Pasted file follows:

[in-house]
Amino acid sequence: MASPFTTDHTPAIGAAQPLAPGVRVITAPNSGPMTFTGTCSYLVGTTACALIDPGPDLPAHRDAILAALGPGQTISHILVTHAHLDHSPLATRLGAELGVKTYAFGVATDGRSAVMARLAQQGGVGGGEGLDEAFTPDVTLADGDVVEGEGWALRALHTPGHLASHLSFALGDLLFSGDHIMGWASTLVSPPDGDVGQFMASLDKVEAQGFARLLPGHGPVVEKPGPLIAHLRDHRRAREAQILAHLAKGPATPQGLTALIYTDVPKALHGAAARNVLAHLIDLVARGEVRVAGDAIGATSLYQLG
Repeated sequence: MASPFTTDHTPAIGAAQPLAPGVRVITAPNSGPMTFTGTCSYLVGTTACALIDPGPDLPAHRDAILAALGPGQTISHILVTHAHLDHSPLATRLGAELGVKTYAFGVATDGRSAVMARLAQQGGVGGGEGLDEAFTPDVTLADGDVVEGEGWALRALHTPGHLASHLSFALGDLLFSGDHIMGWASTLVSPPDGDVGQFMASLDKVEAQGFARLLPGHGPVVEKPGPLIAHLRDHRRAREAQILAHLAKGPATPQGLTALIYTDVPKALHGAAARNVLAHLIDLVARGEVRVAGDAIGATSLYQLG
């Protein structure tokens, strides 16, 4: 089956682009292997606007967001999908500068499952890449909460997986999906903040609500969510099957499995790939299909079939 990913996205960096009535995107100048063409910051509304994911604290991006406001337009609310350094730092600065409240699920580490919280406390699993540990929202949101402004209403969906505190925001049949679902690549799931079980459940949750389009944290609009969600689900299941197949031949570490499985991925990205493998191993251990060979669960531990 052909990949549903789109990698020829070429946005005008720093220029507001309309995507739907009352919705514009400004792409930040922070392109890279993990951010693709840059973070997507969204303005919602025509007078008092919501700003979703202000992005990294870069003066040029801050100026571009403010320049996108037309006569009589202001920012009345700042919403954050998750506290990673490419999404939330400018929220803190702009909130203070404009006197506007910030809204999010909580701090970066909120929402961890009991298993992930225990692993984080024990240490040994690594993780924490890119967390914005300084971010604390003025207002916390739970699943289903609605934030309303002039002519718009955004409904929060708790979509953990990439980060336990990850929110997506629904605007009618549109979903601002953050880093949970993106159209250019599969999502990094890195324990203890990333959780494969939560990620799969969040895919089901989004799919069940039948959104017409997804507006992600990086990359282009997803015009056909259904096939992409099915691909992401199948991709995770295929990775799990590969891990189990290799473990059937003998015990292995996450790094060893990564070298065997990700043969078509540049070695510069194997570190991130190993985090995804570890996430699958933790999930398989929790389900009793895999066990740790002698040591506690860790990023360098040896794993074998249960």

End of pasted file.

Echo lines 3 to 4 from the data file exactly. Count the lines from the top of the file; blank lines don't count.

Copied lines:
Repeated sequence: MASPFTTDHTPAIGAAQPLAPGVRVITAPNSGPMTFTGTCSYLVGTTACALIDPGPDLPAHRDAILAALGPGQTISHILVTHAHLDHSPLATRLGAELGVKTYAFGVATDGRSAVMARLAQQGGVGGGEGLDEAFTPDVTLADGDVVEGEGWALRALHTPGHLASHLSFALGDLLFSGDHIMGWASTLVSPPDGDVGQFMASLDKVEAQGFARLLPGHGPVVEKPGPLIAHLRDHRRAREAQILAHLAKGPATPQGLTALIYTDVPKALHGAAARNVLAHLIDLVARGEVRVAGDAIGATSLYQLG
């Protein structure tokens, strides 16, 4: 089956682009292997606007967001999908500068499952890449909460997986999906903040609500969510099957499995790939299909079939 990913996205960096009535995107100048063409910051509304994911604290991006406001337009609310350094730092600065409240699920580490919280406390699993540990929202949101402004209403969906505190925001049949679902690549799931079980459940949750389009944290609009969600689900299941197949031949570490499985991925990205493998191993251990060979669960531990 052909990949549903789109990698020829070429946005005008720093220029507001309309995507739907009352919705514009400004792409930040922070392109890279993990951010693709840059973070997507969204303005919602025509007078008092919501700003979703202000992005990294870069003066040029801050100026571009403010320049996108037309006569009589202001920012009345700042919403954050998750506290990673490419999404939330400018929220803190702009909130203070404009006197506007910030809204999010909580701090970066909120929402961890009991298993992930225990692993984080024990240490040994690594993780924490890119967390914005300084971010604390003025207002916390739970699943289903609605934030309303002039002519718009955004409904929060708790979509953990990439980060336990990850929110997506629904605007009618549109979903601002953050880093949970993106159209250019599969999502990094890195324990203890990333959780494969939560990620799969969040895919089901989004799919069940039948959104017409997804507006992600990086990359282009997803015009056909259904096939992409099915691909992401199948991709995770295929990775799990590969891990189990290799473990059937003998015990292995996450790094060893990564070298065997990700043969078509540049070695510069194997570190991130190993985090995804570890996430699958933790999930398989929790389900009793895999066990740790002698040591506690860790990023360098040896794993074998249960």